News good & bad about the fantastic growth of America’s security services.

Summary: We need a sense of proportion when reading the news to avoid being swept away by euphoria on Monday, by despair by Tuesday, and by Friday having forgotten the reasons for both. Today we look at the growth of our police and domestic intelligence services, attempting to put them in perspective with both our history, our present threats, and probable future.  Share your thoughts in the comments.  (2nd of 2 posts today.}

A flag burning

Contents

  1. The Bad News.
  2. The Worse News.
  3. The Worst News.
  4. For More Information

(1)  The Bad News

We’ve expanded the security services at all levels (local, State, Federal), militarizing their equipment and methods. For example there are more armed Federal agents and more Federal SWAT teams, mirroring the expansion at the local and State levels. Plus a massive expansion of their surveillance machinery.  Yet the past 14 years provide almost no evidence that this provided any benefit to America.

Excellent investigative journalism by Trevor Aaronson at The Intercept brings us “The Sting: How the FBI Created a Terrorist“. It’s yet another in a long series of exposes since 9/11 showing how the US security services (no longer “law enforcement agencies”) manufacture threats to keep us frightened. To keep us passive like rabbits as our rights are eroded, and to keep their budgets large and growing.  {For more about this see The US government sponsored jihadist menace.)

Another example is the NY Police Department’s tri-state surveillance of Muslims. Documented over 2 years by the AP; challenged by the ACLU, and (almost inevitably) ruled just fine by the government’s tame judges.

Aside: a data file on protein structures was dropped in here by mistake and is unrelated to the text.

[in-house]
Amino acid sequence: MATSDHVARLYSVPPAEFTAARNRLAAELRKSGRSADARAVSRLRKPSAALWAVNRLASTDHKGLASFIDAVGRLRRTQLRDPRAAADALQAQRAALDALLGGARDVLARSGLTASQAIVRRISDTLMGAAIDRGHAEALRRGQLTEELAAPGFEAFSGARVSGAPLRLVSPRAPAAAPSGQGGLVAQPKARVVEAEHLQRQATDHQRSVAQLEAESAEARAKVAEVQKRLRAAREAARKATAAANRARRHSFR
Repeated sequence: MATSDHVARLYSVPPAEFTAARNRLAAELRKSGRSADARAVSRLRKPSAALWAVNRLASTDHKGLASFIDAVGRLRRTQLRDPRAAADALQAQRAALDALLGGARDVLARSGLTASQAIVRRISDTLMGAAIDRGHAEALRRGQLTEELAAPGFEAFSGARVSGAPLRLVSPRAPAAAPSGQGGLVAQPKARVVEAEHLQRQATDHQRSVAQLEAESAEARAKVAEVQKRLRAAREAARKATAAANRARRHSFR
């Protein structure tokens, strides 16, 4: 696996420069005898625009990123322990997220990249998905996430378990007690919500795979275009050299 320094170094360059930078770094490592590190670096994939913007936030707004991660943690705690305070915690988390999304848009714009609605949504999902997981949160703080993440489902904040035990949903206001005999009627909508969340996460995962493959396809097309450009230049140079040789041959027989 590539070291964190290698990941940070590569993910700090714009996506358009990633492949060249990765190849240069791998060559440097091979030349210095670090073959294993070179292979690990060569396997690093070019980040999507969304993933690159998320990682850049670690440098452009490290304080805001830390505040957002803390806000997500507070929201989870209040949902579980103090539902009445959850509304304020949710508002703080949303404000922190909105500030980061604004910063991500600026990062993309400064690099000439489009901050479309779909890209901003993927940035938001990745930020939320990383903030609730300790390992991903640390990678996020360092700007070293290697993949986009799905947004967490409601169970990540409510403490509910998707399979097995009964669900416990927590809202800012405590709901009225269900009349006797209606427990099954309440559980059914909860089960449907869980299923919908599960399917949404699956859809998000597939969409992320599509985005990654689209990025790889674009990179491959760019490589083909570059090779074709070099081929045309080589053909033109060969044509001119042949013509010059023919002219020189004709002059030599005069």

On a larger scale we have the network of over 70 Fusion Centers created by the Department of Homeland Security, providing lavish quarters for multi-agency teams to gather information and produce intelligence. Numerous reports document their near-total ineffectiveness, since there is so little terrorist activity in the US. The latest is a 141-page report by the Senate, which concluded that they have produce mostly “shoddy, untimely and often useless intelligence reports that have done little to keep the U.S. safe.

None of this affects the bulk of Americans, who get their worldview from watching Fox News and TV shows like NCIS and NCIS: Los Angeles — where the doings of evil rag-heads always threaten our way of life.

In one sense this is good news, since all these billions of dollars cannot find more serious threats. From another perspective government waste of our money, growth of pointless bureaucracy, slow erosion of our rights, government fear-mongering — these are business as usual in America since WWI (e.g., the Espionage Act of 1917, the Palmer Raids).

Aiyana Stanley Jones
Aiyana Stanley Jones, age 11 when killed by police while sleeping.

(2)  The Worse News